Wandering the groping city, Bill comes across the blind as they stagger the sidewalks for food He determines that assisting them would only delay the inevitable He makes an exception by responding to the screams of a young woman he finds being beaten in an alley by a blind man who appears to have lassoed her into service as a seeing eye dog Bill rescues the woman, an author named Josella Playton, and escorts her home, where she discovers her father and their hired help all felled by triffids which have surrounded the house.
Bill Josella find an abandoned apartment to spend the night and form a plan of action With no civil authority coming to help and Londoners resorting to suicide, Bill determines that they need to evacuate the city before the corpses pose a health hazard Josella suggests a farmhouse she knows of in Sussex Downs that has a water pump and makes it own electricity Before turning in, they spot a search light originating from University Tower and inspect it before leaving London There, the couple discover sighted survivors At the time, none of them are as concerned about the triffids as Bill is The Day of the Triffids kept my blood pressure strictly at 120 80 I can t remember getting excited once in the course of 225 pages and initially, I chalked this up as a fail Bill Josella seem so mild mannered in their response to the apocalypse, as if a cup of tea and to do list will make all this end of the world business quite all right, mate Bill observes some disturbing things, but like his narrator, Wyndham doesn t see much to gain by getting particularly upset by them It s such a stereotypically removed British approach and it took some getting used to.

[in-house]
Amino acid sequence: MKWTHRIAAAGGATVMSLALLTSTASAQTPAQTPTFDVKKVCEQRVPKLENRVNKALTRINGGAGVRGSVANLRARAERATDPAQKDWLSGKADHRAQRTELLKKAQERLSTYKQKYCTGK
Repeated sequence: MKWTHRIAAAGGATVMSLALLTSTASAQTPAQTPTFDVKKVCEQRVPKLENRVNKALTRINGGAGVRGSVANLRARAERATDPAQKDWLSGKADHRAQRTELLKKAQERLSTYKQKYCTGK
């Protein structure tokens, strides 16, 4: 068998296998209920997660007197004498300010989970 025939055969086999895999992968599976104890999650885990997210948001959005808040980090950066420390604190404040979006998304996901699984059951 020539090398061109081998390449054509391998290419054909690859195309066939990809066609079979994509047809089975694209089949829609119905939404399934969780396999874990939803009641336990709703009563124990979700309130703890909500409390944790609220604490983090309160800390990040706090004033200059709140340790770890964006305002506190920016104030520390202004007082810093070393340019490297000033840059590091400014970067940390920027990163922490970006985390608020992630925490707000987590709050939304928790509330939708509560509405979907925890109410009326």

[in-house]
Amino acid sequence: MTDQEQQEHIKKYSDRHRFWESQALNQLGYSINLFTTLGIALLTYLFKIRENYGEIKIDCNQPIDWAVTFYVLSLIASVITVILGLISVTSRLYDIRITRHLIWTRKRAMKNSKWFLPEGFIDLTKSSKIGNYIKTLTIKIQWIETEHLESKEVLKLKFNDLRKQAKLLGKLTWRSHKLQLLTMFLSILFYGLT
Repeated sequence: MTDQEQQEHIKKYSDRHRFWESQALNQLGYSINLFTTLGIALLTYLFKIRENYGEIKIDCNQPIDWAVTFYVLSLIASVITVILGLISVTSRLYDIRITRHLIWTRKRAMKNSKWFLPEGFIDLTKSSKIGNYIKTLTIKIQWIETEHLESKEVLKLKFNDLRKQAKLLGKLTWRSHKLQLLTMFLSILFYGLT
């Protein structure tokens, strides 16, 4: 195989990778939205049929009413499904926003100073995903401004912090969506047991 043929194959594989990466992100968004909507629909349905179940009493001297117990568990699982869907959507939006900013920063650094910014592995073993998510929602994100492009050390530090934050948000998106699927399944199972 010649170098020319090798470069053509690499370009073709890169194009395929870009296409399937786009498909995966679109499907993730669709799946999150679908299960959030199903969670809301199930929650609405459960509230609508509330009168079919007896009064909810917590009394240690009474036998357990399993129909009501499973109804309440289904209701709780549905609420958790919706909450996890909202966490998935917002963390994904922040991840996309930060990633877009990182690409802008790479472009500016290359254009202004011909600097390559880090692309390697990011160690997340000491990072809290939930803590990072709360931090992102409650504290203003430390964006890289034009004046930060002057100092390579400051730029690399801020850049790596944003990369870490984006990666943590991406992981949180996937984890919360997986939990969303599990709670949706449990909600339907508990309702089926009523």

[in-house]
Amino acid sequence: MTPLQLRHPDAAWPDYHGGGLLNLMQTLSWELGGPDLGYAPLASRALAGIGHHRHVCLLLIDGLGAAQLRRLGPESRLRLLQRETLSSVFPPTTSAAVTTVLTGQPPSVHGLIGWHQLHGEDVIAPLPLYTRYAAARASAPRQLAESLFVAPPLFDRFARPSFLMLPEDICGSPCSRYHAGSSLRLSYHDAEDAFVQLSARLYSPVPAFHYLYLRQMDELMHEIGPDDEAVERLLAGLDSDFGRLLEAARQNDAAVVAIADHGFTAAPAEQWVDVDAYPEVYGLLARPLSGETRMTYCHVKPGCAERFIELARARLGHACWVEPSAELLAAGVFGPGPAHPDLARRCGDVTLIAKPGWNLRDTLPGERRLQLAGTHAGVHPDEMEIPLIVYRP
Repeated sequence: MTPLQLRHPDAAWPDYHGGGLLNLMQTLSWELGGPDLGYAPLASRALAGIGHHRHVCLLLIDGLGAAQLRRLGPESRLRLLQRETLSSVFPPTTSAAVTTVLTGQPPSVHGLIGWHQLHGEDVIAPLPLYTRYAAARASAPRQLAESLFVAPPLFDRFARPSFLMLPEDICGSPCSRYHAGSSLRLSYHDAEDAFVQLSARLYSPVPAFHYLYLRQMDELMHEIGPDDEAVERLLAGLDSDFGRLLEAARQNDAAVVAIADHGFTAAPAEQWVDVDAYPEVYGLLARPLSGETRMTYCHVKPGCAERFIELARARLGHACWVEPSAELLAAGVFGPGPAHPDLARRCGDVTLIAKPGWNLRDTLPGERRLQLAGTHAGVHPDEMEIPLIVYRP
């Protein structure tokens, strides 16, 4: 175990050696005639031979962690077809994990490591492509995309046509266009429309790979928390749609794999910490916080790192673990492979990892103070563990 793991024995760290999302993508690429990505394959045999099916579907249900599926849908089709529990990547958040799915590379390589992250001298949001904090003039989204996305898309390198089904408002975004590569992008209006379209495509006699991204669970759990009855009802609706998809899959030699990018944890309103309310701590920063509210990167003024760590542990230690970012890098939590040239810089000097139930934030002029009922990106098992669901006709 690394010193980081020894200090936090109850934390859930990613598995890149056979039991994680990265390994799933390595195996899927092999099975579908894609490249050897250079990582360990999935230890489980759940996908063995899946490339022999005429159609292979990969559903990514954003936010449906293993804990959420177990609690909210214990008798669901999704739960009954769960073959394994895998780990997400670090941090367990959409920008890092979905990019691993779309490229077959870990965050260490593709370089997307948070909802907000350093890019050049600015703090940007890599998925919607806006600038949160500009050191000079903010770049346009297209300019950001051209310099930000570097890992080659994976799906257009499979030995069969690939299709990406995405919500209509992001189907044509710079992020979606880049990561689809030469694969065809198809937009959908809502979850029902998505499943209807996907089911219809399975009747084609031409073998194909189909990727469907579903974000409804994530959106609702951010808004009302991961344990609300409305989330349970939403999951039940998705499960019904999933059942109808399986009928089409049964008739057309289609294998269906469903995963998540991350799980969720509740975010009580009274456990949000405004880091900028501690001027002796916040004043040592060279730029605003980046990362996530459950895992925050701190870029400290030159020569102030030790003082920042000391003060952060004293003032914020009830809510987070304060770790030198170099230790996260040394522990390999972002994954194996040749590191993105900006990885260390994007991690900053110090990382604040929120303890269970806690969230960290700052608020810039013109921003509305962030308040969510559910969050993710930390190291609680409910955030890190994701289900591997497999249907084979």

Wyndham s writing is a delight and kept me flipping the pages, even when Bill Josella seemed inconvenienced than endangered I myself had not been one of those addicted to living in an apartment with a rent of some two thousand pounds a year, but I found that there were decidedly things to be said in favor of it The interior decorators had been, I guessed, elegant young men with just that ingenious gift for combining taste with advanced topicality which is so expensive Consciousness of fashion was the mainspring of the place Here and there were certain unmistakable derniers cris, some of them undoubtedly destined had the world pursued its expected course to become the rage of tomorrow others, I would say, a dead loss from their very inception.
The storytelling gets a bit choppy as Wyndham introduces retina damaging comets and then backpedals to introduce a carnivorous plant species one or the other would ve sufficed for a novel this short and I didn t find his explanation for either to be very compelling The life cycle of the triffid didn t seem particularly thought out and as a monster, leaves a lot to be desired Being attacked by a triffid actually seems preferable to surviving one, especially if you were blinded.
The time I allowed myself to think about Wyndham s slow motion apocalypse, the spooky it became A great silence overwhelms the world and the survivors are presented with quite a bit of remorse as they fend for themselves and leave the not so fortunate on their own The stoic response seems to be little than a coping mechanism on the part of Bill Josella and Wyndham does a great job of painting how hopeless the fight against nature would become The Day of the Triffids has endured in radio, film and television The 1963 film version in Cinemascope is one of the key creature features I grew up with The BBC produced a television serial based on the novel in 1981 and again in 2009, with Dougray Scott as Bill and Joely Richardson as Jo Wyndham s work has also had a big impact on apocalyptic tales not involving triffids, with both 28 Days Later and The Walking Dead taking their cues from this novel.